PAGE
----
The employment of airborne forces on the ground is similar to that of other infantry ground units. The entire range of these operations is movement to contact, deliberate attack, hasty attack defense, or withdrawals. FMs 7-8, 7-20, and 7-30 discuss doctrinal employment of airborne units. They also discuss tactics, techniques, and procedures for the conduct of tactical operations. This chapter only discusses the differences that result from variations in organization, equipment, and method of arrival in the combat area.
The ground tactical operation phase of an airborne operation can include raids, linkup, relief, withdrawal (either overland or by air), exfiltration, recovery, survival operations, or airfield seizure. Aspects of these operations, when conducted from the objective area, are in this section.
The organization, equipment, and capabilities of airborne units give them the ability to conduct airborne raids behind enemy lines. Dispersed and fluid-type warfare provide many opportunities for the conduct of airborne raids. Army, Air Force, or Navy aircraft can be used to transport the raiding force. (See FMs 7-20 and 7-85 for information on the planning, preparation, and execution of raids.)
a. Mission. The airborne force can conduct raids--
- To destroy enemy installations or positions.
- To capture or kill the enemy.
- To rescue friendly personnel.
- To harass or disrupt enemy operations.
- To seize critical equipment or similar intelligence objectives.
A planned withdrawal is executed on completion of the assigned mission.
b. Objectives. Types of objectives vary; commanders can find suitable objectives deep in enemy territory or close to the area of combat. When there is a choice, the objective that most nearly fulfills the following conditions probably gives the best chance for success:
- It can be successfully engaged with small forces.
- Once seized, it can be held and defended with available forces.
- It is difficult for the enemy to reinforce.
- It is easy to locate under poor visibility conditions.
c. Similarities to Ground Raids. Airborne raids are similar to ground raids, except the raiding force uses air transport to move to the objective area and can withdraw by air. Air transport permits the raiding force to bypass enemy positions and to overcome terrain barriers and distance factors. The objective of the airborne raid is more likely to be beyond the supporting distance of the parent unit than other types of raids.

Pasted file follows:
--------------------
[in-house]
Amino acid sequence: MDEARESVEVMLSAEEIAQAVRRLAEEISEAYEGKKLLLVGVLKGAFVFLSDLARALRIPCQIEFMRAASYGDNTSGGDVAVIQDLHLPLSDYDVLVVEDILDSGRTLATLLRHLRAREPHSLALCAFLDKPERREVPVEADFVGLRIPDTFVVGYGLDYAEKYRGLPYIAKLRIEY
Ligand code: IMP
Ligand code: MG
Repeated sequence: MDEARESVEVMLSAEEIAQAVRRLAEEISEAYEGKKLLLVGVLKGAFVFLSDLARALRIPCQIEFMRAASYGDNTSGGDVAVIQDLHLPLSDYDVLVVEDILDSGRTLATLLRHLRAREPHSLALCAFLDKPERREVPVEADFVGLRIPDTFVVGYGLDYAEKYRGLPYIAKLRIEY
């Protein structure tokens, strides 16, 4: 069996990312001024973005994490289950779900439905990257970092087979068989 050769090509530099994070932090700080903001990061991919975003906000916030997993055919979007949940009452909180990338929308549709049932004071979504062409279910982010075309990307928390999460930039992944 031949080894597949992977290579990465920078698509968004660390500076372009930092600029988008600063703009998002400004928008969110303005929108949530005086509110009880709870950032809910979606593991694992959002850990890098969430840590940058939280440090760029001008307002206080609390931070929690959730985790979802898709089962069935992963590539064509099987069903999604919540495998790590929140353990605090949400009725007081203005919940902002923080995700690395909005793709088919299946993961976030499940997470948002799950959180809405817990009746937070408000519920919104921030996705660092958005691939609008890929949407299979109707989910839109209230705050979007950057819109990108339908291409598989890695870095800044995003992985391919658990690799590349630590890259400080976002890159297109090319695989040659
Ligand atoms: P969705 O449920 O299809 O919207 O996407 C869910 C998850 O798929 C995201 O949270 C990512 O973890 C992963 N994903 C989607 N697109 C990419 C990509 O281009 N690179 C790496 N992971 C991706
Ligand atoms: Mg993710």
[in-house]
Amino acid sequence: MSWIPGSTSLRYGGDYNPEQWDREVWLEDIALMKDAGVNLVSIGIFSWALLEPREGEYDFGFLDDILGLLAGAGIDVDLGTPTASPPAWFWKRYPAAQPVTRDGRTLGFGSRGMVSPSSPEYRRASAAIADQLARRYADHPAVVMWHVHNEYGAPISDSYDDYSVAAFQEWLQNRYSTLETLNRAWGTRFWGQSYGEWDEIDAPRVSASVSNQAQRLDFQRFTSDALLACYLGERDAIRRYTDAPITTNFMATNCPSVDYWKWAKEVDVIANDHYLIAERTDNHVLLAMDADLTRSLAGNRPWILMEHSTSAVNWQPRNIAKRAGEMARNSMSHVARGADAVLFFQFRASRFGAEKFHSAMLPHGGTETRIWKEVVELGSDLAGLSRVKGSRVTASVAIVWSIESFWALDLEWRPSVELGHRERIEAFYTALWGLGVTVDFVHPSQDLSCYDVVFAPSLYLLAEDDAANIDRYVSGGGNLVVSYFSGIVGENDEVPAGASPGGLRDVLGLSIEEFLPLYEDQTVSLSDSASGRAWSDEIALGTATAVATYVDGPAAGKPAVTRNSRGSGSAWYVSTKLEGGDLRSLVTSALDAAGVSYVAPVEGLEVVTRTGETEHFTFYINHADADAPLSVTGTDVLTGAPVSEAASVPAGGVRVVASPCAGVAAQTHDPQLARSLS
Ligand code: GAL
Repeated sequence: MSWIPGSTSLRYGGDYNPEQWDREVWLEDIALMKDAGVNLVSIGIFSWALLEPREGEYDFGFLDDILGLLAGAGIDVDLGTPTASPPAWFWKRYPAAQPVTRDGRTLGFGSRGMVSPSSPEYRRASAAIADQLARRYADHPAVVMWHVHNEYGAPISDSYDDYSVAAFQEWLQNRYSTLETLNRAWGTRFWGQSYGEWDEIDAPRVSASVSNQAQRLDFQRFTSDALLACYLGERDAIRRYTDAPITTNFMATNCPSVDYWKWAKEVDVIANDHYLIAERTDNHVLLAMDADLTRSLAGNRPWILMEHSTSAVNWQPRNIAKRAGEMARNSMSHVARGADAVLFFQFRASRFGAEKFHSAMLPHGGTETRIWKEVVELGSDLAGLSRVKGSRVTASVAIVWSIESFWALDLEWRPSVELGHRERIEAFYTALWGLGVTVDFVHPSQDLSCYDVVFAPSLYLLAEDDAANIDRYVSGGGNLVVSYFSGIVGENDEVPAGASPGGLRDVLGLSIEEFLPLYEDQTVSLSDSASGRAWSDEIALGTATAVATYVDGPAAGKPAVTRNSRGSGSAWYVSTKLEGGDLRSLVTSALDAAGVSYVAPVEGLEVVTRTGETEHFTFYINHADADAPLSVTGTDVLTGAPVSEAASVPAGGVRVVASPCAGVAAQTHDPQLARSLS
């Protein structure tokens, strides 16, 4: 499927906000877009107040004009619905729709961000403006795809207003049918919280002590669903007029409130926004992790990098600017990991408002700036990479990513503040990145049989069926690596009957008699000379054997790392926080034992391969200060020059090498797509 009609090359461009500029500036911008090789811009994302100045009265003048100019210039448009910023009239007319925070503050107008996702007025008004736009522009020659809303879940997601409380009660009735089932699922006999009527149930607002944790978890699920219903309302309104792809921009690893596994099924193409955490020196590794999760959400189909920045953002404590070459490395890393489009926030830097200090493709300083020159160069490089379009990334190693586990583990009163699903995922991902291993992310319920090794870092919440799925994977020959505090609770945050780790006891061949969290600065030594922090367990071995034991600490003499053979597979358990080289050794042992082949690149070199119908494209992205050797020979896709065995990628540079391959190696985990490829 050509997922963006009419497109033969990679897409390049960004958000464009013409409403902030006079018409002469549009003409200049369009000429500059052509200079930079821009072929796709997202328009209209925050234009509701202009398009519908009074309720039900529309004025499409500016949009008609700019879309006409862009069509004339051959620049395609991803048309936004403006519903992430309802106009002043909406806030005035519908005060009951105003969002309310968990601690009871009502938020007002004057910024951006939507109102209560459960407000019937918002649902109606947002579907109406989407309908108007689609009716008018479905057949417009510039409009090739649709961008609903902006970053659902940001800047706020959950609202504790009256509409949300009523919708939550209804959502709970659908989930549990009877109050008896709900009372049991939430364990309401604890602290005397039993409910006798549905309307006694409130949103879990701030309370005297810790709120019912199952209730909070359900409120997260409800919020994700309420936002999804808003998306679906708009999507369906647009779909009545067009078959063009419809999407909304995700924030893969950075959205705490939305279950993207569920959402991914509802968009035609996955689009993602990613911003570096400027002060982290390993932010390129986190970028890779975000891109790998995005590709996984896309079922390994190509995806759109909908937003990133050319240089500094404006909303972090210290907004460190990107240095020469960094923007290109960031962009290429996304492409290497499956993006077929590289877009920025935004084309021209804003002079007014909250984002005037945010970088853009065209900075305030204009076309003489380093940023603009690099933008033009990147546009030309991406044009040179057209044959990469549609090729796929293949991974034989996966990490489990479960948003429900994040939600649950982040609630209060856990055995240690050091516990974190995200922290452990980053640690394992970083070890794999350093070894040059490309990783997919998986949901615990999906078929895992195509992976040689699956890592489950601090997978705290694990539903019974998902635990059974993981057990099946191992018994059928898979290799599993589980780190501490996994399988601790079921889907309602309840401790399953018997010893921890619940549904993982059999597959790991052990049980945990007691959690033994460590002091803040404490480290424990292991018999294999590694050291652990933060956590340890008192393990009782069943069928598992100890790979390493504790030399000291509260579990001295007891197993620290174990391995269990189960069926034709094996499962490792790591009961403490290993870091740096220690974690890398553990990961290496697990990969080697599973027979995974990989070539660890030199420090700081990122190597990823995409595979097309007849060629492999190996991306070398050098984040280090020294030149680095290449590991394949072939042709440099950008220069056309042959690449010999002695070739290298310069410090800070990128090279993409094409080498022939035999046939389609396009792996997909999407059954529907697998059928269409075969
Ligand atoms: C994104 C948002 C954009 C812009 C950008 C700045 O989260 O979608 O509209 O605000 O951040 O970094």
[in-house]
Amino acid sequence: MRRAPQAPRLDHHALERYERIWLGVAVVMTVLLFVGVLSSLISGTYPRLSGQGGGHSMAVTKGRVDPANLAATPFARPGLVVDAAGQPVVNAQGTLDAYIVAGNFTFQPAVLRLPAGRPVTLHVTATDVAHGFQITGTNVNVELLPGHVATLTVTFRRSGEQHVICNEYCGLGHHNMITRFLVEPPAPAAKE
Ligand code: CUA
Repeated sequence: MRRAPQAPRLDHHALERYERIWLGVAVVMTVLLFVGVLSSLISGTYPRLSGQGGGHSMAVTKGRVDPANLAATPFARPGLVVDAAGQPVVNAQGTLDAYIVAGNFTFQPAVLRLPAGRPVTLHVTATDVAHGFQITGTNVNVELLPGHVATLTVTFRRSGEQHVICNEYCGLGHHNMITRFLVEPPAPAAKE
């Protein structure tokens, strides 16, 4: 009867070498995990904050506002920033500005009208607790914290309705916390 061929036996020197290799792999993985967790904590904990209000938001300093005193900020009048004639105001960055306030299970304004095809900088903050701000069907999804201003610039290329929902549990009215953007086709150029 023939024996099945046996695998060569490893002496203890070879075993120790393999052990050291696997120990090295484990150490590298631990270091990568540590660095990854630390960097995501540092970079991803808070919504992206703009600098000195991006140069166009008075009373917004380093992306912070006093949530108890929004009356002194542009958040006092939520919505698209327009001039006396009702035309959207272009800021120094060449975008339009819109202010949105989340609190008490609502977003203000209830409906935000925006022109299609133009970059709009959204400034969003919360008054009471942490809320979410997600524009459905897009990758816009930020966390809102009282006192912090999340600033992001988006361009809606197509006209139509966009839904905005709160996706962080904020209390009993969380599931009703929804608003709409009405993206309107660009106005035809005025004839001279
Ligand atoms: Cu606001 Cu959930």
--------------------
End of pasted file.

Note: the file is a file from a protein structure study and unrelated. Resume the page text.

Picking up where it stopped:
d. Coordination. Commanders compile overall plans at higher command levels because of the coordination required with multiservice agencies. The raiding force is mainly concerned with the scheme of maneuver employed within the objective area. Higher headquarters coordinates the operation with other Army agencies, Air Force units, and Naval units that may be involved. The commander's initial estimate of the situation determines the time required for planning.
e. Preparation. This closely parallels the preparation required for an airborne assault with emphasis on the following aspects:
- Detailed intelligence.
- Deception and CI plans.
- Detailed withdrawal plans, including contingency plans.
- Force composition.
f. Training. Special training for each operation should be conducted except when raids must be mounted on short notice. The training should be immediately before the operation and teach the raiding force its duties and roles. Training should end with at least one joint rehearsal of the operation, including the withdrawal phase. This rehearsal should occur early to ensure that lessons learned can be incorporated into the OPLAN.
g. Composition. The nature of the mission may require attachment of specialized units or equipment to the airborne unit conducting the raid. The size of the force should be as small as possible and still accomplish the mission; usually, it is no larger than a battalion. The raiding force is reorganized into self-contained elements tailored to accomplish special tasks, including assault parties, security parties, and a reserve. However, the TOE structure is retained so the established chain of command can be used. To maintain flexibility, a reserve may be kept outside the objective area until needed.